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Twitter’s political ad ban raises one big issue: what exactly is an ‘issue’?

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Twitter is finally doing something popular: banning political ads. Yesterday, CEO Jack Dorsey announced that his company will no longer allow sponsored tweets promoting political campaigns. It will also prohibit the much broader category of “issues” ads, with a few exceptions. “This isn’t about free expression. This is about paying for reach,” said Dorsey. “Paying to increase the reach of political speech has significant ramifications that today’s democratic infrastructure may not be prepared to handle.”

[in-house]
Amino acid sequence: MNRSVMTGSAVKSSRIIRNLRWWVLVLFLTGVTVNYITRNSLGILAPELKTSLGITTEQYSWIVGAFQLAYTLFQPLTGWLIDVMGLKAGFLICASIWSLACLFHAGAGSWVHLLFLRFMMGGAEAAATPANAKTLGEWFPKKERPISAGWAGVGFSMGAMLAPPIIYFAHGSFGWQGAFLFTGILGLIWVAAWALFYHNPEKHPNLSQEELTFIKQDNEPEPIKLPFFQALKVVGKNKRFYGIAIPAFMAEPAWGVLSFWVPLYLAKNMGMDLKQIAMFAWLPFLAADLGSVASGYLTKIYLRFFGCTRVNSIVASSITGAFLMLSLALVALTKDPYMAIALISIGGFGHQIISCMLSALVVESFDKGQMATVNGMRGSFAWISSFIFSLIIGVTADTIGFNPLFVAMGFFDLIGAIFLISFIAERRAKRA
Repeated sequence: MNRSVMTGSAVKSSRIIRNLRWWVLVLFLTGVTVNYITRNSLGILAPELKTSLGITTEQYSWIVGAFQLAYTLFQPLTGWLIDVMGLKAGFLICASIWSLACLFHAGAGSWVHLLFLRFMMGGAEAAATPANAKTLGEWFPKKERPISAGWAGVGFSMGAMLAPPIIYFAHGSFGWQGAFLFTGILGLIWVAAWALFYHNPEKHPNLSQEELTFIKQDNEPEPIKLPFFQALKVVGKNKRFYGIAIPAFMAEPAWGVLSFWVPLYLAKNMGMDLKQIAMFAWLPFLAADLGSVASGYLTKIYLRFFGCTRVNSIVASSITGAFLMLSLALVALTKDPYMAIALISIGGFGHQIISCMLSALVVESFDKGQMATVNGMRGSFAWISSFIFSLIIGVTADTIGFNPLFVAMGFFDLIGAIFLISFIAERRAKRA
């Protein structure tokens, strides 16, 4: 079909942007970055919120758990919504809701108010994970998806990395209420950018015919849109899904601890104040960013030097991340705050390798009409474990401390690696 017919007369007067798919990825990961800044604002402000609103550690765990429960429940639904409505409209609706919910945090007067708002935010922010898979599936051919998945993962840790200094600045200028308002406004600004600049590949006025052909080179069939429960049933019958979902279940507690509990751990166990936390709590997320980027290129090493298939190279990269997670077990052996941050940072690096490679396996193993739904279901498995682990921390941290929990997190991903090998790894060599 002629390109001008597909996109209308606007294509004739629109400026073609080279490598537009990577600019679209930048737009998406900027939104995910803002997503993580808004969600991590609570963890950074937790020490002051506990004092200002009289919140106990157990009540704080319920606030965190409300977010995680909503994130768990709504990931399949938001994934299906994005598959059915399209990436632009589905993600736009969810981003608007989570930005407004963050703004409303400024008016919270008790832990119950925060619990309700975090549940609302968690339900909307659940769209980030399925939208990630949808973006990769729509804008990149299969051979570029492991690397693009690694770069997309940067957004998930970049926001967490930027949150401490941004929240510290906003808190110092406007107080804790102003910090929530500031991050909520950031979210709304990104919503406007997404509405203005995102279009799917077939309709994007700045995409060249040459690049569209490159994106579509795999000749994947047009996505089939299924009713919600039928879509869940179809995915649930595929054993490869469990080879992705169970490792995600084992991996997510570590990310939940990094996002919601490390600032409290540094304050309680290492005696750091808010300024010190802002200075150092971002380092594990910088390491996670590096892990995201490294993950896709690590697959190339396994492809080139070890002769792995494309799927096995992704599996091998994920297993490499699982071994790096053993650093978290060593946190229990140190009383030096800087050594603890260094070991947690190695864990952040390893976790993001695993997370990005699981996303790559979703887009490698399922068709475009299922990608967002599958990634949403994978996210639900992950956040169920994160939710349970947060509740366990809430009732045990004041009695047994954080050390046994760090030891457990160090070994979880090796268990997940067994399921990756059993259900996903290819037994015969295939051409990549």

The decision was widely supported, according to a survey from consumer polling group CivicScience. But it also sparked immediate debate, confusion, and uncertainty — because Twitter is trying to draw hard policy lines around the nebulous and sometimes all-encompassing realm of politics.

Twitter won’t lay out its new policy until November 15th. But the company already regulates political ads, so it won’t be starting from scratch. In mid-2018, Twitter laid out policies for both direct political campaigning and “issue ads” in the United States. Account holders need to apply for certification, which lets Twitter verify their identities, and their promoted tweets will be specially marked — either with the name of a campaign or with the general label “issue.”

Issue advocacy includes two categories: “ads that refer to an election or a clearly identified candidate” and “ads that advocate for legislative issues of national importance.” Twitter identifies “abortion, healthcare, guns, climate change, immigration, [and] taxes” as examples of legislative issues, although that’s not an exhaustive list.

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